• Europe needs significant reforms in its education systems, labor markets, financial markets, bankruptcy laws, etc.
  • But it also needs to:
    • Eliminate bottlenecks in key sectors.
    • Remove barriers to entry where that is possible.
    • Address market failures that hinder its innovation potential.
    • Protect its consumers and companies from anticompetitive actions in non-contestable markets.
do we still need a change in policy14
Do we still need a change in policy?
  • Article 82 has a role to play in the European quest for competitive advantage and growth in a global economy.
  • Article 82 intervention can and should play a key role in the search for free and fair markets.
  • It is not the only tool, but it can be a useful tool.
  • And yet I am convinced that Article 82 policy will not deliver what is needed, unless it is thoroughly reformed.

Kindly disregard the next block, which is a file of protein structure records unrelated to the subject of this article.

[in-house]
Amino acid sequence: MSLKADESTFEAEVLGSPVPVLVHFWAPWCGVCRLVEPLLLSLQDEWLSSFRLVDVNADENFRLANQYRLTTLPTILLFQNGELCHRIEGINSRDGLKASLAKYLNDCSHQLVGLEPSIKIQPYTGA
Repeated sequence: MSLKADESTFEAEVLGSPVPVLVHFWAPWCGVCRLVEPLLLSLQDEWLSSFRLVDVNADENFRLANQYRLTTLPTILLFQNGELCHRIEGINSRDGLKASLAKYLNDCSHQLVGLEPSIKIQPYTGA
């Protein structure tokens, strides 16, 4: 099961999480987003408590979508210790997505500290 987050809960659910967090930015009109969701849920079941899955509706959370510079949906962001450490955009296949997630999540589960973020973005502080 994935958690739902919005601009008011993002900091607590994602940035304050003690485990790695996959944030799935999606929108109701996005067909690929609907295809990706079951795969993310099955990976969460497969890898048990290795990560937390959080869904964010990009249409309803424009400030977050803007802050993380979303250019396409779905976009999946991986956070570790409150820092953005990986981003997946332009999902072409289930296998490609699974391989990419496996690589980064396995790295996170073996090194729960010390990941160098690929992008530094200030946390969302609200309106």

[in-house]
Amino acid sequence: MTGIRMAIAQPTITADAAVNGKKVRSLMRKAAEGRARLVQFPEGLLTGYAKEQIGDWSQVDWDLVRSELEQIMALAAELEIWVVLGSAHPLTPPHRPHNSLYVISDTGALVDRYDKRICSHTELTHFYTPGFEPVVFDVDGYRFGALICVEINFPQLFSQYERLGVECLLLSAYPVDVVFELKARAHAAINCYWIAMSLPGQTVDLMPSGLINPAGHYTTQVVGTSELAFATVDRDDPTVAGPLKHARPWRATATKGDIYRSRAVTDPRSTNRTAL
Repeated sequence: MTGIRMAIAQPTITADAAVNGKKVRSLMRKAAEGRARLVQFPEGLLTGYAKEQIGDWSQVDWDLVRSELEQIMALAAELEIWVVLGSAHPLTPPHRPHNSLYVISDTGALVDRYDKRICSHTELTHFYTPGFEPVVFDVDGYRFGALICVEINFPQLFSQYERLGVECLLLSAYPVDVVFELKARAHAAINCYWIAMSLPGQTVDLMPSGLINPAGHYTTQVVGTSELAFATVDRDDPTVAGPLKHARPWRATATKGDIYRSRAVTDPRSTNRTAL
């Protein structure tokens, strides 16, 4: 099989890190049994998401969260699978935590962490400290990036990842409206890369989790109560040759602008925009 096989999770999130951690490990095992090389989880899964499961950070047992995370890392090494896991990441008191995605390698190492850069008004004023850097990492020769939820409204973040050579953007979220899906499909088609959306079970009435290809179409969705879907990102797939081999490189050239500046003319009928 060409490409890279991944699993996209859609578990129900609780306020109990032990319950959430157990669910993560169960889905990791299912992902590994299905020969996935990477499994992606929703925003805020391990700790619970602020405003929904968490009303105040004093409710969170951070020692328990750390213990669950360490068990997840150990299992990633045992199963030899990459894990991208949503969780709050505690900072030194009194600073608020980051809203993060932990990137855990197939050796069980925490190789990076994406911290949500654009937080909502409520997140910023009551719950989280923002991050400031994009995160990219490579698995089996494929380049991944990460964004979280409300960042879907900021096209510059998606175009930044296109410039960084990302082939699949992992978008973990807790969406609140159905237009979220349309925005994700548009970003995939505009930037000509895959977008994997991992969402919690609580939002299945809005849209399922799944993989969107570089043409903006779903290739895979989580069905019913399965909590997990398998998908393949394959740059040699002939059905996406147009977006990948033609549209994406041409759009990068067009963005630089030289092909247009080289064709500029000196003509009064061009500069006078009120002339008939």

do we still need a change in policy15
Do we still need a change in policy?
  • Article 82 is part of a system of deterrence.
  • Efficient deterrence requires:
    • Consistent intervention policy, focused on the most pressing and economically significant problems. Using OFT jargon, a policy focused on “outcomes” rather than “outputs”.
    • Appropriate analytical framework, i.e., set of clear-cut legal rules that:
      • maximise long-run welfare by minimising the expected cost of errors resulting from condoning harmful practices or condemning beneficial ones;
      • are easy to administer and enforce;
      • lead to predictable decisions.
    • Precedents, clear-cut precedents, consistent precedents.
do we still need a change in policy16
Do we still need a change in policy?
  • Precedents, clear-cut precedents, consistent precedents?
    • The unbearable lightness of Article 82.
    • Milan Kundera’s Unbearable Lightness of Being:
      • "Einmal ist keinmal" ("once is nonce", i.e., "what happened once might as well have never happened at all"). Therefore, each life is ultimately insignificant; every decision ultimately does not matter. Since decisions do not matter, they are "light": they do not tie us down. But at the same time, the insignificance of our decisions - our lives, or being - is unbearable.
do we still need a change in policy17
Do we still need a change in policy?
  • Appropriate analytical framework?
    • Qualified per se illegality rules: